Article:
I feel it’s important to empower women to take charge of their own health before, during and after pregnancy. Most women know that they should not smoke, and should avoid second hand smoke, because it increases the risk of premature birth.

Protecting against defects

As an ob-gyn, I discuss with my patients other ways to prevent prematurity or birth defects, including:

  • Don’t use alcohol or illegal drugs.

  • Get control of chronic conditions such as diabetes or high blood pressure.

  • Take a daily multivitamin containing 400 micrograms of folic acid, a B vitamin.

  • Wait at least 18 months between the birth of a baby and the next pregnancy.

  • Don’t take any medication, especially herbal products, prescription pain medications, or statins, before checking with your doctor.

  • Maintain a healthy weight.

  • Avoid fish high in mercury or lead, and steer clear of raw or undercooked meat and unpasteurized juice and dairy products.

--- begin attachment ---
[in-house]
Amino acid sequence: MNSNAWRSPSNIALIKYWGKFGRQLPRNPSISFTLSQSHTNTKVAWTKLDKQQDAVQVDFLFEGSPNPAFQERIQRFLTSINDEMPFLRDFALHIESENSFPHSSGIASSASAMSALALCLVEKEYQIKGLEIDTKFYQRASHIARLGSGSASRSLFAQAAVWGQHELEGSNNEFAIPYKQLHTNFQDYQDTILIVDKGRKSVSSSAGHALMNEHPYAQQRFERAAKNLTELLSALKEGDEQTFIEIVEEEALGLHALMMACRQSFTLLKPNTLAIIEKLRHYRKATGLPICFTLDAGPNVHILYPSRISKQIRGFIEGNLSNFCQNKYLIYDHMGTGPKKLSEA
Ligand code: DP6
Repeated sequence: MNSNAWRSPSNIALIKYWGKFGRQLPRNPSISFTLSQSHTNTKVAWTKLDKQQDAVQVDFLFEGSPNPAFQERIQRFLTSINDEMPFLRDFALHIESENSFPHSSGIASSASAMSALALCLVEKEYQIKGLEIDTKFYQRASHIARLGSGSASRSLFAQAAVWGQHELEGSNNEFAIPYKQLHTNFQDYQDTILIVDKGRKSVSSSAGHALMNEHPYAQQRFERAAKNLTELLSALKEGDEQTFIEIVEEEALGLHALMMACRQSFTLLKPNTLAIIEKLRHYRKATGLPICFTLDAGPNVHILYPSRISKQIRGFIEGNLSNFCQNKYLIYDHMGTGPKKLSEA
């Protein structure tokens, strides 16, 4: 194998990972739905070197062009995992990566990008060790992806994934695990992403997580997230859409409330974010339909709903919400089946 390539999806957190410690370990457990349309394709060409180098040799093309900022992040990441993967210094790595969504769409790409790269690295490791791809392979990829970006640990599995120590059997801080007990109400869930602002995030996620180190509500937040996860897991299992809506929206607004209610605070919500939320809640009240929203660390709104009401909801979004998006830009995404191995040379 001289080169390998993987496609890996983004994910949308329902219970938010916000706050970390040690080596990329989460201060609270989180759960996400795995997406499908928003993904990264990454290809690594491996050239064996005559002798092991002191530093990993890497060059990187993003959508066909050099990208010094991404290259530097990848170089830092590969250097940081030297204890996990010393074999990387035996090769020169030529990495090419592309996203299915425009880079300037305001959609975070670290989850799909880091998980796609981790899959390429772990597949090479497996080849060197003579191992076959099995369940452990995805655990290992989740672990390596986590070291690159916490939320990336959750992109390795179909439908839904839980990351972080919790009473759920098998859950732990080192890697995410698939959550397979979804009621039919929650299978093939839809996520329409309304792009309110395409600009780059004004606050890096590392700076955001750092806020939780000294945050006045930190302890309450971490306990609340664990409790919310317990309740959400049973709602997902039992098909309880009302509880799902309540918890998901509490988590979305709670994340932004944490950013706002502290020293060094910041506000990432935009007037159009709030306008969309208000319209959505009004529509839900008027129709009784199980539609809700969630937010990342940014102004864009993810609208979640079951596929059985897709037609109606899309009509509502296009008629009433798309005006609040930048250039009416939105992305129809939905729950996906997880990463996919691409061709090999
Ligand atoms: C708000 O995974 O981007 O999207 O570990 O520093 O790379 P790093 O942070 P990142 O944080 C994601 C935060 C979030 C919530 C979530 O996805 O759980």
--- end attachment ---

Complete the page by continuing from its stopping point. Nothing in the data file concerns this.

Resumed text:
• Keep caffeine intake to one 12-ounce cup per day or less.

What about Zika?

Recently, my patients have had a new concern: Zika virus. This mosquito-borne and sexually transmitted virus can cause microcephaly, a severe brain defect and other very serious problems for a baby.

The CDC advises all pregnant women to avoid travel to areas with Zika. If you must travel, talk to your doctor and take steps to prevent mosquito bites. If your sex partner travels to an area with Zika, use a barrier method of birth control, such as a condom or dental dam, every time you have sex.

The #ZAPzika campaign provides essential information on protecting yourself, your partner and your family from Zika. Here are the top things to bear in mind:

  • Use spray, keep mosquitoes away. Make sure it’s EPA registered.

  • Embrace the chill. Use air conditioning and window screens if possible.

  • If it’s wet, it’s a threat. Remove still water.

  • Get protected, not infected. Wear clothes to prevent bites. Use a condom to prevent sexual transmission.

  • If you suspect, then connect. Call your health care provider if you are at risk of infection.